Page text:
Let me ask you about that. In a sense, you’re talking about the allocation of attention. If you don’t pay attention to innovation, then it probably won’t happen. One surrogate for that is what you measure. So many large companies are focused on financial outcomes, and productivity ratios, which of course measure what happened in the past, not the potential for prospective growth. What should companies be looking at to see whether the volume and the quality of their innovation activities is up to the task?

It used to be that startups followed large company trends. Nowadays, it’s the other way around. One of the things I’d be asking C-level executives to talk about is, tell me all the startups that are being funded in your area? And where are investors putting early-stage capital? And if you don’t understand that, you’re missing important early warning signals.

So share of innovation capital flow , or share of voice in new investment, or something like that?

Sure. Maybe the people outside the building have some insight about why they think they’re going to disrupt you. You ought to be able to have that conversation. And I’m not suggesting you follow them, but you ought to be able to understand what they see, and decide whether they’re right or wrong.

And that brings up other things you ought to be looking at besides financial metrics like the rate of change of technology in your industry. And I don’t mean just for technology companies. What are some enablers that might change how your customers will buy, how will they hear about products? If you have physical locations, are those going to change? Are the demographics changing, or is the geographic customer base changing? And by the way, I think the pandemic is going to create a lot of lasting change.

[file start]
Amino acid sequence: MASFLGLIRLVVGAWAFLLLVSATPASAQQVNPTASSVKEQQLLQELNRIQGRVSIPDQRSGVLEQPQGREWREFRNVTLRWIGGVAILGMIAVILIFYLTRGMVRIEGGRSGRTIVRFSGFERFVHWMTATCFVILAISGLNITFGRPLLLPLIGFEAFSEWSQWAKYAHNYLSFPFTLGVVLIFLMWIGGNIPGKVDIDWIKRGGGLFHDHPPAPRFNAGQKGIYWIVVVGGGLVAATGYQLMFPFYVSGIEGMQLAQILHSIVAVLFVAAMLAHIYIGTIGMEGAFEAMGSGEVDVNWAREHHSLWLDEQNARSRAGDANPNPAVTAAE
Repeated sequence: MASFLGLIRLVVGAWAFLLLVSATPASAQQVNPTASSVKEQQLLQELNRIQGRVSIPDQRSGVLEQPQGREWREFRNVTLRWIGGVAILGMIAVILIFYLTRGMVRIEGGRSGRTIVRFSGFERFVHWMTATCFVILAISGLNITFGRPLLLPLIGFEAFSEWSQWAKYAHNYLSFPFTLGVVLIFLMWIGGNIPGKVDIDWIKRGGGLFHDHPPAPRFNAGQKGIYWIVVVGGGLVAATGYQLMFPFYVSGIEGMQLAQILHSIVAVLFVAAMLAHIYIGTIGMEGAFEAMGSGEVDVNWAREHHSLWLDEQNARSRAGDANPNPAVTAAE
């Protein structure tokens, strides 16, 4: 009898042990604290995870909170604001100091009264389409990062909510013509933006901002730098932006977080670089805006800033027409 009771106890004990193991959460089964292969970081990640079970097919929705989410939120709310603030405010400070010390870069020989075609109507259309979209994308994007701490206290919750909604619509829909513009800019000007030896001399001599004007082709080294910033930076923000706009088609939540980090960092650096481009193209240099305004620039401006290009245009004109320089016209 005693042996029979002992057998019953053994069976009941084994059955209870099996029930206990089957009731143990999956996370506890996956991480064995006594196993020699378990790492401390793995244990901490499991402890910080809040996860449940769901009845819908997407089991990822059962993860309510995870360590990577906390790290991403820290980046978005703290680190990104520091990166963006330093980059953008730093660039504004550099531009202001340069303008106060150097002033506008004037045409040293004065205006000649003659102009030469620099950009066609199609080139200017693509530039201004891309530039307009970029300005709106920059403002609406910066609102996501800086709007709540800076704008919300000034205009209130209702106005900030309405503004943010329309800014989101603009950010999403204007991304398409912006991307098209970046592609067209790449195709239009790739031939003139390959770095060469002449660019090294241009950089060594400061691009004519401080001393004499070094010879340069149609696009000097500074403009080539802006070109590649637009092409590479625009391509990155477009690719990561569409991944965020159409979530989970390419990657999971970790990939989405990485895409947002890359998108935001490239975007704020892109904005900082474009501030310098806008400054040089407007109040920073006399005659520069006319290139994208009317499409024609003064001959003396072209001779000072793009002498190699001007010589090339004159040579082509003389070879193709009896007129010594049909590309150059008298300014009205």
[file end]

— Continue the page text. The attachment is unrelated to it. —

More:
Let’s go there. Most of what we’ve talked about so far has been technological disruption, we now face another type of disruption, and we’re even seeing companies talking about reinventing themselves. How do the lean startup ideas play into the disruption and re-imagination of the company in the context of the COVID crisis?

I think it’s an important tool. It’s obviously not the entire tool set, but it’s a key tool to rapidly test new business models. But I think before you do that, you have to have some key assumptions about what has changed, and be able to test those. I think, at least for me, for most companies, it’s pretty obvious that there are some real demographic changes. People over 60 or so, who are more likely to get sick and die of the virus might have different behaviors, even in the recovery, until there’s a vaccine. People in urban areas are going to be avoiding dense gatherings, not all of them, but enough to significantly to affect your business so I’d be thinking about demographic and geographic changes.

And then I’d be running experiments to see whether can we offer different services depending on some of these findings. Where you offered the same thing in every city or country, and we value the fact that we were uniform, we might be thinking about changing that.